Constantine, Season 1, Episodes 11 to 13
Airs Friday at 8 PM ET on NBC
Just in time for its first season finale, Constantine develops both its side characters, like Manny the once annoying angel (Harold Perrineau), who is the real star of the penultimate episode “Angels and Ministers of Grace”, and Jim Corrigan (Emmet Scanlan), who plays a big role in the finale and main cast. The writers finally get to show John Constantine’s (Matt Ryan) smoking habit, and continue to look into his mix of passive and active responses to the Rising Darkness, and have Zed (Angelica Celaya) struggle with her visions in a physical and spiritual way while building friendships with Corrigan and Manny.
However, for all its character growth and exploration, Constantine is pretty content with being a case of the week supernatural show, with minimal connective tissue between the episodes, even if the finale does pull a couple of twists involving the main cast and the identity of the Big Bad. The cases are the best when they are grounded in John’s past, involve some kind of an interesting setting, or are just plain creepy. For example, the finale “Waiting for the Man” involves two of these three elements, with director David Boyd turning the Cajun and voodoo elements to eleven, while making the monster of the week a Creole man who is angry that his wife wasn’t a virgin and is into Satan blood rituals. In contrast, Episode 11, “A Whole World Out There”, turns Ritchie Simpson (Jeremy Davies), a member of the Newcastle Crew and basically a technomage, into some kind of omnipotent reality warper for plot purposes. But even this heavy handed metaphor, with its poorly realized CGI, shows that Ritchie is one of the few people who can see the guilt and pain that Constantine hides beneath his snarky swagger.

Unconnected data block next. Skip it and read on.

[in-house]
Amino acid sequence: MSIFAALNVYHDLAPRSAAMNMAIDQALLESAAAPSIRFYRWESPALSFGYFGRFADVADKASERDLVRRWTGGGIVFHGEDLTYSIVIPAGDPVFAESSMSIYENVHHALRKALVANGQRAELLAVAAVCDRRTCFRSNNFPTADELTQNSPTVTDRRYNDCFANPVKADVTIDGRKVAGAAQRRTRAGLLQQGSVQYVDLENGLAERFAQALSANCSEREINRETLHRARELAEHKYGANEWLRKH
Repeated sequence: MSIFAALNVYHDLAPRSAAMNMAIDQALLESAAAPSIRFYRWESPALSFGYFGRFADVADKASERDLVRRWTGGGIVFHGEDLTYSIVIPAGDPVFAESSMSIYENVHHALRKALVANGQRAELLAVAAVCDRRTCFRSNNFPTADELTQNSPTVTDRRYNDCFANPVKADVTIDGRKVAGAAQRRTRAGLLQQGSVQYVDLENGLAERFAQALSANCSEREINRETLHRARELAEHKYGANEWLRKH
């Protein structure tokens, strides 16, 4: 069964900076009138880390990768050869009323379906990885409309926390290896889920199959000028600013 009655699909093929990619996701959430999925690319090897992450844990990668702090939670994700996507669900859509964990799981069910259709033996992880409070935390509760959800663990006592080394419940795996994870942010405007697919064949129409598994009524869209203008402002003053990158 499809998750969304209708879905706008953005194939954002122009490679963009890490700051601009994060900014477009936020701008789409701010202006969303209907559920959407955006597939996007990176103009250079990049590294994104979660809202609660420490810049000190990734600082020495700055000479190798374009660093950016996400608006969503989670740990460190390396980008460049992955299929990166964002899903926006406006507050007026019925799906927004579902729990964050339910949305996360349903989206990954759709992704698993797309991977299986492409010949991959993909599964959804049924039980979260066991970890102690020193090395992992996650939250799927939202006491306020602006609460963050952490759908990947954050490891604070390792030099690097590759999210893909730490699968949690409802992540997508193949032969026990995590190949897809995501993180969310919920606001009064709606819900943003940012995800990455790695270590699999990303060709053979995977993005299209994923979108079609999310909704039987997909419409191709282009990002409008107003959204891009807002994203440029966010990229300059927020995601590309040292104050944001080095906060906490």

The final episodes of Constantine show that it’s a series at war with itself. For every ingenious idea, like Constantine tricking Manny into being human to help him solve a case in “Angels and Ministers of Grace”, or him being familiar with drug overdoses in the same episode, there are moments where Constantine knows a bit of random arcane lore and turns into exposition man. Also, the plots (with the exception of the finale) continue to press the “reset” button towards the end. For example, Ritchie wants to remain in the reality that he has created to defeat the foe of the week in “In a Whole World Out There”, and Constantine even leaves without him. But Ritchie ends up safe and sound at the college he teaches at, with maybe a little more willpower. This is minutes after he says he’s tired of living with the guilt of his dead friends at Newcastle. It’s like every episode has to have some kind of closure, even if Constantine‘s whole magic system is based around all power having a cost, and some (mostly minor) characters get off scot-free.